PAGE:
The tabernacle is on the left, the crypt on the right.  Above the crypt is the Spanish inscription translated for me by Father Jordi:  “Through the Holy Spirit, He immolated Himself, Immaculate, to God.”  This quotation is central to the Mystical Incarnation of Conchita.

I hardly know where to begin.  I have been more quiet than usual because I have had a couple of viruses and laryngitis for about two months.  But that did not deter an extraordinary spiritual pilgrimage which I was privileged to take from Dec. 7-Dec. 13 for the feasts of the Immaculate Conception on the 8th and the feast of Our Lady of Guadalupe (Tepeyac) on Dec. 12th.  I went with my Love Crucified Covenant family, 25 of us, including two priests and two seminarians.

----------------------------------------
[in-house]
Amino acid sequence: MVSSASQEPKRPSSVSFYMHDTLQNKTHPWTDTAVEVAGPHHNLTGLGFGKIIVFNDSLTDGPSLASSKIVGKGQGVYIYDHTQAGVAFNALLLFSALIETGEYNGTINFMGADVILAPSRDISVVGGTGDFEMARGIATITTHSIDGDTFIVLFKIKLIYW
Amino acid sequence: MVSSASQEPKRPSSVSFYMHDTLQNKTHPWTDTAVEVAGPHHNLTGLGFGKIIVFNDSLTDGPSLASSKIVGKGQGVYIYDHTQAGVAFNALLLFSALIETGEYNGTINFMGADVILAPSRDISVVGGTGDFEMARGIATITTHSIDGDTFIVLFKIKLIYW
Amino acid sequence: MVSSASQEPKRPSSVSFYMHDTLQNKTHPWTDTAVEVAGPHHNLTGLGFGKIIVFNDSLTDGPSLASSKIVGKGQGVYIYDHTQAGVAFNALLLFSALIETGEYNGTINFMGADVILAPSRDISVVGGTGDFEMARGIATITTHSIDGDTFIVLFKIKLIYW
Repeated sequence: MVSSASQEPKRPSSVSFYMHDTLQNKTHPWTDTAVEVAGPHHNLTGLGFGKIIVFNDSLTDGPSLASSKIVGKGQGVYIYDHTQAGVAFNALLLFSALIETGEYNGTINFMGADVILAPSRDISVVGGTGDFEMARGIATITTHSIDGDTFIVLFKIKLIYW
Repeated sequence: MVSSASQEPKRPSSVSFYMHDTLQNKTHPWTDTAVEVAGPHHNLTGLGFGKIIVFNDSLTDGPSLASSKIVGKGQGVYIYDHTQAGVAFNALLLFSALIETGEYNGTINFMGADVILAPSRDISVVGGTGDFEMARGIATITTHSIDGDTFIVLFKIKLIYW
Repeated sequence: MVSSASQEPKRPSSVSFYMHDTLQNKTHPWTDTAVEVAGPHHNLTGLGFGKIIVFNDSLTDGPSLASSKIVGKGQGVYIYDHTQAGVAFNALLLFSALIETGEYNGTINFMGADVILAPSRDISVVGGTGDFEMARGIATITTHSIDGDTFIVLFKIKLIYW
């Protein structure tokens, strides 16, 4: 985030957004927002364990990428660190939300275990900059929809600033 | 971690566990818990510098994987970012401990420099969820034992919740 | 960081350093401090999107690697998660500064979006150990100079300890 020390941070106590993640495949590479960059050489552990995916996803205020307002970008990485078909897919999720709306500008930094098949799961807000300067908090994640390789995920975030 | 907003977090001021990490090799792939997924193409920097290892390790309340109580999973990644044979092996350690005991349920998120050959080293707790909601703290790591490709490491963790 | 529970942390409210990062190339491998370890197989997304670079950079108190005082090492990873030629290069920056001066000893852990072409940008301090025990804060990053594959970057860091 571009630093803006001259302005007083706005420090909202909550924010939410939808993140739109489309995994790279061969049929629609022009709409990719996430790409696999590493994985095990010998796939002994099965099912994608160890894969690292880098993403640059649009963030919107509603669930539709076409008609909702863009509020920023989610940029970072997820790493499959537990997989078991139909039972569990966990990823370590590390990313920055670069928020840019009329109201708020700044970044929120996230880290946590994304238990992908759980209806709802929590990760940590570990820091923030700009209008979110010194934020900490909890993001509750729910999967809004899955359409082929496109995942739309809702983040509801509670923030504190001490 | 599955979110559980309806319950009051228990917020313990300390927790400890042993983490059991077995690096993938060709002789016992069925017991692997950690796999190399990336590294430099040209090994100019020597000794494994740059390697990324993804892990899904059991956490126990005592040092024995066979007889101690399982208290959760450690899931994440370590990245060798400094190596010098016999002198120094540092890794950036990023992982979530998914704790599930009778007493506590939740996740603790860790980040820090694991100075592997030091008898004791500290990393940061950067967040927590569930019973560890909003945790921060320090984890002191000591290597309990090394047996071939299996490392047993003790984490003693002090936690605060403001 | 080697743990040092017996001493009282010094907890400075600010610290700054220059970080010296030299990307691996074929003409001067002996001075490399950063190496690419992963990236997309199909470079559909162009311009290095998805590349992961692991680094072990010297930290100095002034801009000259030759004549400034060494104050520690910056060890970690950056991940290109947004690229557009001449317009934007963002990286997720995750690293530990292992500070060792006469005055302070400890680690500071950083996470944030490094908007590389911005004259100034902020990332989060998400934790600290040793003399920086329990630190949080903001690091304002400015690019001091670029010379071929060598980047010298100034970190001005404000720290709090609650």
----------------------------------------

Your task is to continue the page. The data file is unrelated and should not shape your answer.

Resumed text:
For three days we stayed in Mexico City at the retreat center which  houses Conchita’s crypt.  Then to a cloistered, contemplative convent of “Concepcionistas”—twelve Mexican nuns two blocks from the Basilica.  A week of walking together, praying, pilgrims from holy place to holy place:  the crypt of Conchita, the Cathedral where Venerable Archbishop Luis Martinez’ remains lie in repose, the crypt of Father Felix (co-founder with Conchita of the Works of the Cross), the beautiful church where repose the remains of Priest Martyr Padre Pro.  The magnificent Basilica itself and St. Juan Diego’s precious tilma with the miraculous image of the Virgin herself.  We ascended the hill of apparition, Tepeyac, and the lower level of the first apparition where our community prayed together the Rosary. Hours of adoration in the convent’s beautiful chapel, hours of prayer and reflection in my tiny cell.

So many treasures and graces.